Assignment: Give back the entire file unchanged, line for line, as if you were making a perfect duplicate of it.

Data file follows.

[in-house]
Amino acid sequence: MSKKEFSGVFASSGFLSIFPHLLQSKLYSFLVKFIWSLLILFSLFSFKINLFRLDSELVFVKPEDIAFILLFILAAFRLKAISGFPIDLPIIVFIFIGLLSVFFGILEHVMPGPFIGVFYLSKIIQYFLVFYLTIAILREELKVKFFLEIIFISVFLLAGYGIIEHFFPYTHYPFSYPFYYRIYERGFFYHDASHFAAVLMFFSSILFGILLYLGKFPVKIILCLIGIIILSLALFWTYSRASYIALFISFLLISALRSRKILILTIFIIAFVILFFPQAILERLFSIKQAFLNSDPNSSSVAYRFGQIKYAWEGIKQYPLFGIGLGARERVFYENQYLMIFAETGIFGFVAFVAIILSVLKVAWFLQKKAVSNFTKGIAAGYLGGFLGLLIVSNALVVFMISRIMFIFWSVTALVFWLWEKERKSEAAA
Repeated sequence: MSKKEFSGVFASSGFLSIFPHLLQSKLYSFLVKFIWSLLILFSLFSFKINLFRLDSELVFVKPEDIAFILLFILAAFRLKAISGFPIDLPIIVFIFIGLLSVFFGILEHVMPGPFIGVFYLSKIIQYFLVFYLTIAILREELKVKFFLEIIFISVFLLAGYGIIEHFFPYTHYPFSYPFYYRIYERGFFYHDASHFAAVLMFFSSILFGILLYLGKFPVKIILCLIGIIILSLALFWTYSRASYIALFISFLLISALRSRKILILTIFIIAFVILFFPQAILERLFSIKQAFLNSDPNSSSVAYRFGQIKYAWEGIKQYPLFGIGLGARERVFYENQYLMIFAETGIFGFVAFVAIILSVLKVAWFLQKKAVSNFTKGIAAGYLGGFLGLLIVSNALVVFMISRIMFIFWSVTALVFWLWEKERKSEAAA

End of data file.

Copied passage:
[in-house]
Amino acid sequence: MSKKEFSGVFASSGFLSIFPHLLQSKLYSFLVKFIWSLLILFSLFSFKINLFRLDSELVFVKPEDIAFILLFILAAFRLKAISGFPIDLPIIVFIFIGLLSVFFGILEHVMPGPFIGVFYLSKIIQYFLVFYLTIAILREELKVKFFLEIIFISVFLLAGYGIIEHFFPYTHYPFSYPFYYRIYERGFFYHDASHFAAVLMFFSSILFGILLYLGKFPVKIILCLIGIIILSLALFWTYSRASYIALFISFLLISALRSRKILILTIFIIAFVILFFPQAILERLFSIKQAFLNSDPNSSSVAYRFGQIKYAWEGIKQYPLFGIGLGARERVFYENQYLMIFAETGIFGFVAFVAIILSVLKVAWFLQKKAVSNFTKGIAAGYLGGFLGLLIVSNALVVFMISRIMFIFWSVTALVFWLWEKERKSEAAA
Repeated sequence: MSKKEFSGVFASSGFLSIFPHLLQSKLYSFLVKFIWSLLILFSLFSFKINLFRLDSELVFVKPEDIAFILLFILAAFRLKAISGFPIDLPIIVFIFIGLLSVFFGILEHVMPGPFIGVFYLSKIIQYFLVFYLTIAILREELKVKFFLEIIFISVFLLAGYGIIEHFFPYTHYPFSYPFYYRIYERGFFYHDASHFAAVLMFFSSILFGILLYLGKFPVKIILCLIGIIILSLALFWTYSRASYIALFISFLLISALRSRKILILTIFIIAFVILFFPQAILERLFSIKQAFLNSDPNSSSVAYRFGQIKYAWEGIKQYPLFGIGLGARERVFYENQYLMIFAETGIFGFVAFVAIILSVLKVAWFLQKKAVSNFTKGIAAGYLGGFLGLLIVSNALVVFMISRIMFIFWSVTALVFWLWEKERKSEAAA